Today (July 4th) is my 7th wedding anniversary…the year of the rumored “seven-year itch.” Besides being the title of the 1955 film staring a very sexy Marilyn Monroe, the phrase refers to the alleged boredom that sets in after seven years of marriage, making the union vulnerable to roving eyes and extramarital affairs.
The general consensus seems to be that seven years into a marriage, the “honeymoon period” of love notes and spontaneous sex romantic evenings is officially over, and is replaced with the less flashy, daily duties that come with the territory of parenthood and/or homeownership. Somewhere between preparing meals, yard work, grocery shopping and the endless cycle of laundry…staring lovingly into my husband’s eyes falls right below “Buy an iron” on my to-do list.
Am I bored? Hell yeah. However cheating on Phil is thankfully NOT the itch I need scratched (besides, who has the energy for THAT?). The thing is… I am not bored with Phil. I am bored with myself.
I think it might actually be impossible to be bored with Phil. He’s magnetic. His zest for life is undeniable, his enthusiasm for partying making merry is unparalleled. He brings out the best in people because he believes the best in people, whether they believe it about themselves or not.
He jokingly loves to hear me tell people about the night we met at a bar in Stone Harbor….how I was drawn to him immediately but settled for talking with his friend (we will call him Bob) instead, assuming that Phil “was way out of my league.” It’s true. He was so confident and charming, so at home in his skin. His eyes were boyish and sparkly, but the laugh lines that framed them made him seem wise and seasoned, like he could teach me a thing or two. With the help of a few cocktails I mustered up the balls to talk to him…and the rest is history. He was 30, I was barely 24.
That was almost exactly a decade ago; just yesterday I turned 34. We have covered a lot of territory in our seven years of marriage: two houses, one dog, two children, a bladder sling surgery and the removal of one large intestine-just to name a few. Through it all Phil has been unwavering in his love and loyalty. I can say with certainty that he would do anything for me. ANYTHING. And – herein lies the problem – I usually let him. Not because I am lazy (Ok, maybe a little bit lazy) but mostly because I assume that whatever it is, he will do it better. I deem myself out-ranked in capability because he is older, smarter, and savvier…because he is Phil. However, by taking on the role as the helpless ingénue, I inadvertantly cast him in the part of Savior instead of Spouse. In other words, I unconsciously found a loop hole in the whole “becoming a grown-up” thing.
Maybe I am “itchy” because I have outgrown the skin I am in.
In a conversation earlier this week, my kindred spirit Emily mentioned she was reading Anne Morrow Lindberg’s “Gift From The Sea”. Thankful for the reminder of this literary gem, I dug out my copy from my cardboard box bookshelf. Written on Captiva Island, AML shares her insights on marriage, womanhood, and the process of finding one’s self through writing and solitude. I have read it several times, and each time it takes on new meaning and texture, her insights growing with me as I age and (hopefully) evolve. In my current stage of restlessness I was struck by her following proclamation: “A woman must come of age by herself – this is the essence of coming of age – to learn how to stand alone.”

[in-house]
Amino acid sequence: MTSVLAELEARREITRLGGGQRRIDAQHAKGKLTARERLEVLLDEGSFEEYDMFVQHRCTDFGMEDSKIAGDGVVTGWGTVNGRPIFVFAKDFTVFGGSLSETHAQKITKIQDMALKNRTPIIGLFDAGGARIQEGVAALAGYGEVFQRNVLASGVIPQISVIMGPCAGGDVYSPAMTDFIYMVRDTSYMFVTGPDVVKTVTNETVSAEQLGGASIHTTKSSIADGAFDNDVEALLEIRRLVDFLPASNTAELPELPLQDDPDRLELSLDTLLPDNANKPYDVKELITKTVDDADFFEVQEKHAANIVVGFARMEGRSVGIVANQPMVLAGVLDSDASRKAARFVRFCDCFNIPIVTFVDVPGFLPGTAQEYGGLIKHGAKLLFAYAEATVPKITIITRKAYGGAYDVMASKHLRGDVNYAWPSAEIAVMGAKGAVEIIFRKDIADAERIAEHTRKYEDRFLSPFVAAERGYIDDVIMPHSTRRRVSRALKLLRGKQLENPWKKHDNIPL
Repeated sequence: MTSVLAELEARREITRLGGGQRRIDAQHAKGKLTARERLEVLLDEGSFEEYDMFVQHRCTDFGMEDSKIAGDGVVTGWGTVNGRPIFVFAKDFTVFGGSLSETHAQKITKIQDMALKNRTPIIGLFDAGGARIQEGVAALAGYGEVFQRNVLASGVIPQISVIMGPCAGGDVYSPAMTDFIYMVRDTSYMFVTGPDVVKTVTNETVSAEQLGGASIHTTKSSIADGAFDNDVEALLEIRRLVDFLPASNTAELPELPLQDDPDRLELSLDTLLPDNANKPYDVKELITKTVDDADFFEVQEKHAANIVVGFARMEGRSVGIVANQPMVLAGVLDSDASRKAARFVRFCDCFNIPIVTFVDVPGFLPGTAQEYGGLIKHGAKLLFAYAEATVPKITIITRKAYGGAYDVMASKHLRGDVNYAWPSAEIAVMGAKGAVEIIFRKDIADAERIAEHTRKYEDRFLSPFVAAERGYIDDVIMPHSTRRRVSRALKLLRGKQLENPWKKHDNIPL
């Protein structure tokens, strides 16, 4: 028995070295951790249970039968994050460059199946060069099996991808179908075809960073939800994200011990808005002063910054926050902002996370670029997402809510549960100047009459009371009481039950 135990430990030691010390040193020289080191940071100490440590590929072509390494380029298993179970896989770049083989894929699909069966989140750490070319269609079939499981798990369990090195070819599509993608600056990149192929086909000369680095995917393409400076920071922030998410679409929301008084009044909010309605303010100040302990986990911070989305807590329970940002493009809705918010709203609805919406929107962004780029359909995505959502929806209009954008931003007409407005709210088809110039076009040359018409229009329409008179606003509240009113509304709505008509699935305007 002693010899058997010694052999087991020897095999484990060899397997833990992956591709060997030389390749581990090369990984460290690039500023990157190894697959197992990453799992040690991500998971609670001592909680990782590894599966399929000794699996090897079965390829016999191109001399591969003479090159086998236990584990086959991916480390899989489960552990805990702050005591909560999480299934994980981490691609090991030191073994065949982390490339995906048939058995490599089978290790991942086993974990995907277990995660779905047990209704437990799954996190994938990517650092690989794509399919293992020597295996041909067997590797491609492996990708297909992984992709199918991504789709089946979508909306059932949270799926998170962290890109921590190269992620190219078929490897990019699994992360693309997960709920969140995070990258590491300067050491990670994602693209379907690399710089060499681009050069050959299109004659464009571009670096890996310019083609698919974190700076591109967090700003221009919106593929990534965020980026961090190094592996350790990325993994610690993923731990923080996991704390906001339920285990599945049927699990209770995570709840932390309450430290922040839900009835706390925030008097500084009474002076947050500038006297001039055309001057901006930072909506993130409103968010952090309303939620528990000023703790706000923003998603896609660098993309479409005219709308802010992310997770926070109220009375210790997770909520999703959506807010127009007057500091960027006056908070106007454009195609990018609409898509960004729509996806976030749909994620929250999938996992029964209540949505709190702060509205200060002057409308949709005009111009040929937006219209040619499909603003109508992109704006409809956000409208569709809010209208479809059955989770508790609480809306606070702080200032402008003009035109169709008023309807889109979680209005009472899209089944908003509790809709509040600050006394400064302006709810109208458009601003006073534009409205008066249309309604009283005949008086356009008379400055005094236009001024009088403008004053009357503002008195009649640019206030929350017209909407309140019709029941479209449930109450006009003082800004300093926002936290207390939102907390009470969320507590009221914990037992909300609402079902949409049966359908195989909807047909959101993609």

ALONE? I don’t want to be alone. That’s why I got married…right?
With that question, I understand why I played it small for so many years. (And I do mean “small” in the literal sense; I spent a month of our first year of marriage hospitalized for anorexia). With that question, I understand why on some unconscious level I have resisted the movement to wholeness I claim to want so desperately: FEAR. Fear of growing into someone my husband no longer recognizes…someone he no longer loves. It almost feels like a betrayal on my part: “Hey honey, now I know I SAID I was this submissive, slightly unhinged little waif, but now I have decided that I would ACTUALLY much rather be someone with balance and boobs and actual opinions…sorry! My bad! Are you ok with that?”
And you know what? He is more than ok with it…because as it turns out, that helpless little girl was not the person he fell in love with at all. I know this because I asked him. He said: “When I met you I saw a person with a lot of fire and fearlessness – I didn’t see smallness, I saw someone who emitted light and truth. I was fascinated by what outrageous statement might come out of your mouth next- you censored NOTHING. Even your hair – all crazy and curly – refused to be contained.”
Anne Morrow Lindbergh wrote that “the man I was to marry believed in me and what I could do, and consequently I found I could do more than I realized.”
Turns out, the seven year itch isn’t so bad if you have someone to help you scratch it.